COOKIES: By using this website you agree that we can place Google Analytics Cookies on your device for performance monitoring. |

University of Cambridge > Talks.cam > Electronic Structure Discussion Group > Recent progress in the first-principles quantum Monte Carlo: New algorithms in the all-electron calculations and a workflow system for QMC optimizations

## Recent progress in the first-principles quantum Monte Carlo: New algorithms in the all-electron calculations and a workflow system for QMC optimizationsAdd to your list(s) Download to your calendar using vCal - Kosuke Nakano
- Wednesday 04 September 2019, 11:30-12:30
- TCM Seminar Room, Cavendish Laboratory.
If you have a question about this talk, please contact Angela Harper. First-principles quantum Monte Carlo (QMC) techniques, such as variational quantum Monte Carlo (VMC) and diffusion quantum Monte Carlo (DMC), are among the state-of-the-art numerical methods used to obtain highly accurate many-body wave functions. These methods are especially useful when tackling challenging cases such as low-dimensional materials The first topic is about all-electron calculations. Although it is convenient to replace core electrons in QMC calculations as in DFT , such replacement sometimes induces nontrivial biases. All-electron calculations in QMC are not as widely used as in DFT because the computational cost scales with Z^5.5−6.5, where Z is the atomic number. We have recently developed new algorithms to drastically decrease computational costs of all-electron DFT (valid only for QMC )[3], and all-electron lattice regularized diffusion monte Carlo (LRDMC)[4,5]. I will present basic ideas of the new algorithms and show several applications such as a binding energy calculation of the sodium dimer The second topic is about a workflow system for QMC optimizations. We are currently developing a python wrapper for TurboRVB, which is called Genius-TurboRVB (g-turbo), in order to “automatize” the complicated optimization procedure of a many-body wave function. The wrapper also makes it much easier to prepare input files, to analyze output files, and to perform advanced calculations. I will present fundamental features and several applications of the wrapper, for example, a phonon dispersion calculation of a solid [1] S. Sorella, et al. Phys. Rev. Lett. 121, 066402 (2018). [2] S. Sorella, https://people.sissa.it/~sorella/web, accessed 4 August (2019). [3] K. Nakano, et al. J. Chem. Theory Comput. 15, 4044-4055 (2019). [4] M. Casula, et al. Phys. Rev. Lett. 95, 100201 (2005). [5] K. Nakano, et al. to be submitted to Phys. Rev. Lett. [6] K. Nakano, et al. in preparation. This talk is part of the Electronic Structure Discussion Group series. ## This talk is included in these lists:- All Cavendish Laboratory Seminars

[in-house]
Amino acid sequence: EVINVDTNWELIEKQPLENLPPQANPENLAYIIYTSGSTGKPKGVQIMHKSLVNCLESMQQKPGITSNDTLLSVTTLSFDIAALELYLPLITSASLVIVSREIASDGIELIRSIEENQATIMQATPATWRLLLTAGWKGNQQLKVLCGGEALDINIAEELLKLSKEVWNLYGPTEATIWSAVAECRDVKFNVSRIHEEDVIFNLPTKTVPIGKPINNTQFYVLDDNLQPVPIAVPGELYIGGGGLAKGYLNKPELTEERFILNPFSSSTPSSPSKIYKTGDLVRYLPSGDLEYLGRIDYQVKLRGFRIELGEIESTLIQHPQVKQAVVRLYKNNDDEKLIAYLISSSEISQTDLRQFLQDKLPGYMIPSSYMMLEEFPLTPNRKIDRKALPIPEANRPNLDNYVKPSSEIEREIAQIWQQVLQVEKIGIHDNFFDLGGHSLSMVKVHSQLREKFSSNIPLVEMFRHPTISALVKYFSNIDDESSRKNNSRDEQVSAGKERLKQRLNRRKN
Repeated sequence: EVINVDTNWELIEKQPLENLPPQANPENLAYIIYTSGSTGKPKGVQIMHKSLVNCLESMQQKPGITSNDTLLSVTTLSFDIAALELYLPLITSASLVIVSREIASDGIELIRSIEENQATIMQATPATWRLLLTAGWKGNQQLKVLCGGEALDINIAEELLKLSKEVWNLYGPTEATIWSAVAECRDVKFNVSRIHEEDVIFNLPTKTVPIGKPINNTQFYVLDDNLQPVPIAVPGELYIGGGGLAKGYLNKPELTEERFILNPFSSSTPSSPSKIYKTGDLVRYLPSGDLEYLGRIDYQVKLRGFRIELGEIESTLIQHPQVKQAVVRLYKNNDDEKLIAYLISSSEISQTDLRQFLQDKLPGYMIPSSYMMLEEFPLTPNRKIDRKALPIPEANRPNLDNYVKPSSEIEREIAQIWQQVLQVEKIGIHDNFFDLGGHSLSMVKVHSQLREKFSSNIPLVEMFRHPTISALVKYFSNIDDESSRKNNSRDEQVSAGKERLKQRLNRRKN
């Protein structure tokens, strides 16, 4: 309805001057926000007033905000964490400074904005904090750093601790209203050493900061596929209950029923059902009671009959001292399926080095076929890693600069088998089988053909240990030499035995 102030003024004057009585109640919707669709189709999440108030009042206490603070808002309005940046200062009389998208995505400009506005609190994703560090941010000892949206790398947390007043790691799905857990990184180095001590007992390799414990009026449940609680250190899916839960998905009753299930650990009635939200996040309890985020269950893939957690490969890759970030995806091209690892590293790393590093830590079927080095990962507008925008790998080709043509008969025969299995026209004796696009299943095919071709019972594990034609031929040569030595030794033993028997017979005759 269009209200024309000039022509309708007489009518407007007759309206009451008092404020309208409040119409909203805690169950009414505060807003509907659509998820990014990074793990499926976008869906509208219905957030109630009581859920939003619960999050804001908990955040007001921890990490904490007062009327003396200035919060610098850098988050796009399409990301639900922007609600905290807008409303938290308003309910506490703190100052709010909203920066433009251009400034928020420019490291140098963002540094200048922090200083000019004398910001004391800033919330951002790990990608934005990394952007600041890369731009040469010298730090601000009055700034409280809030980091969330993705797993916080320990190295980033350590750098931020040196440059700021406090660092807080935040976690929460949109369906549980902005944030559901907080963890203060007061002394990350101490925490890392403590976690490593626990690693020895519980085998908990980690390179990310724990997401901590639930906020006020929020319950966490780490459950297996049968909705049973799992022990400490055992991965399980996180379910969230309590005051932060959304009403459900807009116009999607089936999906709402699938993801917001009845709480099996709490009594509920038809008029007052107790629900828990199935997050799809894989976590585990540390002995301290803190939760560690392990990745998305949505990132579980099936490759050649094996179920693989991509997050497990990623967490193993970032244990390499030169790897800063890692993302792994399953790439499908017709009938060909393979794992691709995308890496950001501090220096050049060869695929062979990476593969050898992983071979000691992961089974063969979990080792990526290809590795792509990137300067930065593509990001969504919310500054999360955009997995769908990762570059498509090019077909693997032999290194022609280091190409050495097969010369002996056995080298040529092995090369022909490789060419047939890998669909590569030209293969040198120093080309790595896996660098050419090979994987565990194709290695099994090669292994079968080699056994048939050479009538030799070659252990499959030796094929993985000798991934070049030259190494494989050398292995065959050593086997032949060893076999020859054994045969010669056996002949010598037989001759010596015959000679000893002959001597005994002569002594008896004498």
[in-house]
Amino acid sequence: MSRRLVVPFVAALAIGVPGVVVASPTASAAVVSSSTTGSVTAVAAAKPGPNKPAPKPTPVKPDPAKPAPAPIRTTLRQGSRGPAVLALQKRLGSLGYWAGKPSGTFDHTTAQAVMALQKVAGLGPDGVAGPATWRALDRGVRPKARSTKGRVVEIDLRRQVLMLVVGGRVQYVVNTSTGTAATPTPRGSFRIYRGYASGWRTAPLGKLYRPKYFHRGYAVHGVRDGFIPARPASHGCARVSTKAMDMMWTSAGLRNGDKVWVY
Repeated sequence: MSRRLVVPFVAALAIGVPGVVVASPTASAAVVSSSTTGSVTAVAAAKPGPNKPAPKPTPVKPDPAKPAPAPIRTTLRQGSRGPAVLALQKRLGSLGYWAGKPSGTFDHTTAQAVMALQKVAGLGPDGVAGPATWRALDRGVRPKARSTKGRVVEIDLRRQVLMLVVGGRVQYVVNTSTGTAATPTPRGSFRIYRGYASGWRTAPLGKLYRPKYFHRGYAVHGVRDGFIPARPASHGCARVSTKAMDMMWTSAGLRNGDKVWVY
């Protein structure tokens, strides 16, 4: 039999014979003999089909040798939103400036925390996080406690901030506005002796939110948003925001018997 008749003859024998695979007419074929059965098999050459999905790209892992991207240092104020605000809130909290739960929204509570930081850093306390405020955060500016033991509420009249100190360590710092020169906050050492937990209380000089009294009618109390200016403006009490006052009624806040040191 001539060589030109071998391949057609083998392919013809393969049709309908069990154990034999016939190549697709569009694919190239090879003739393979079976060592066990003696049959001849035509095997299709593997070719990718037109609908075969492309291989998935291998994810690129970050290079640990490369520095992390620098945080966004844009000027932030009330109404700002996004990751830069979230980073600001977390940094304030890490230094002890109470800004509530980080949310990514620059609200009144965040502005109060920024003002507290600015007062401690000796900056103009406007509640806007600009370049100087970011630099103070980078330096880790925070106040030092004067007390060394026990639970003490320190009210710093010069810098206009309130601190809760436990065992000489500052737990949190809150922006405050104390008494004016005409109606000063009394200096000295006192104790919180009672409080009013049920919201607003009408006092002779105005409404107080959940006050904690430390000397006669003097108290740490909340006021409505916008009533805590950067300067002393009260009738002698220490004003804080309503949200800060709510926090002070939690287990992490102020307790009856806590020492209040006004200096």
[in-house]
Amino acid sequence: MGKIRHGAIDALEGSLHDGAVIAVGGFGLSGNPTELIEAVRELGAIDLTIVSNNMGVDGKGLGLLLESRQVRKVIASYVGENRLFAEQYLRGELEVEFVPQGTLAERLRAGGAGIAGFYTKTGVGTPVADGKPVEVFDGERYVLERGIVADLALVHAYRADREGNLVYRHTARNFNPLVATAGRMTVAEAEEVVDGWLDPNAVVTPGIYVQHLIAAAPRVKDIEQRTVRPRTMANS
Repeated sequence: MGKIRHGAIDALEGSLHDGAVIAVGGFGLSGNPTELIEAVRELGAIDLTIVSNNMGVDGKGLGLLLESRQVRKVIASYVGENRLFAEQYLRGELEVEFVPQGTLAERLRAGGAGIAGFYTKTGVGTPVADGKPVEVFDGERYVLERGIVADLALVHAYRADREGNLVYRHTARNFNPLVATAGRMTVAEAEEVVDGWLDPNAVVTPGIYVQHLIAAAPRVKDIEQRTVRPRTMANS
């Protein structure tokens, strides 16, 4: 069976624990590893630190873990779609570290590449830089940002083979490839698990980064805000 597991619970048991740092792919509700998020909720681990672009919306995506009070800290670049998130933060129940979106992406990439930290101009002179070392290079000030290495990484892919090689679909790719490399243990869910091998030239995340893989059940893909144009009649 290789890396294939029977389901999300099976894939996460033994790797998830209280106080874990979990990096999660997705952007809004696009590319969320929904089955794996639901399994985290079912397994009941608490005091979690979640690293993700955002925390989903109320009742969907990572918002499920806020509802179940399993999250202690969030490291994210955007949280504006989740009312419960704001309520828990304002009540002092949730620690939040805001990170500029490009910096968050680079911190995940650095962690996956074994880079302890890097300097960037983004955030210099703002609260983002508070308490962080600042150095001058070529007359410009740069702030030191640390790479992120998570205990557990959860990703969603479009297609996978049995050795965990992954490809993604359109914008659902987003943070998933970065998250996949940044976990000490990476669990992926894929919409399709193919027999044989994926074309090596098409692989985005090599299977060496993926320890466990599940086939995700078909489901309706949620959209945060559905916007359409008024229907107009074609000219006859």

- All Talks (aka the CURE list)
- CamBridgeSens
- Cambridge talks
- Centre for Health Leadership and Enterprise
- Combined TCM Seminars and TCM blackboard seminar listing
- Electronic Structure Discussion Group
- Featured lists
- Lennard-Jones Centre
- Life Science Interface Seminars
- ME Seminar
- Neurons, Fake News, DNA and your iPhone: The Mathematics of Information
- PMRFPS's
- School of Physical Sciences
- TCM Seminar Room, Cavendish Laboratory
- Thin Film Magnetic Talks
- Trust & Technology Initiative - interesting events
Note that ex-directory lists are not shown. |
## Other listsThinking Society: General and Particular Quaternary Discussion Group (QDG) Mott Colloquium## Other talksComplex scattering and radiation problems using the Generalized Wiener-Hopf Technique Constraining models of warm and self-interacting dark matter with quadruple-image strong gravitational lenses LEARNING TO BUILD: HOW MACHINE LEARNING RESHAPES THE WAY WE DEVELOP HIGH-TECHNOLOGY PRODUCTS The Enigmatic Premodern Book Accelerating Materials Science through High-throughput First Principles Computations and Machine Learning Rotation Invariant Householder Parameterization for Bayesian PCA |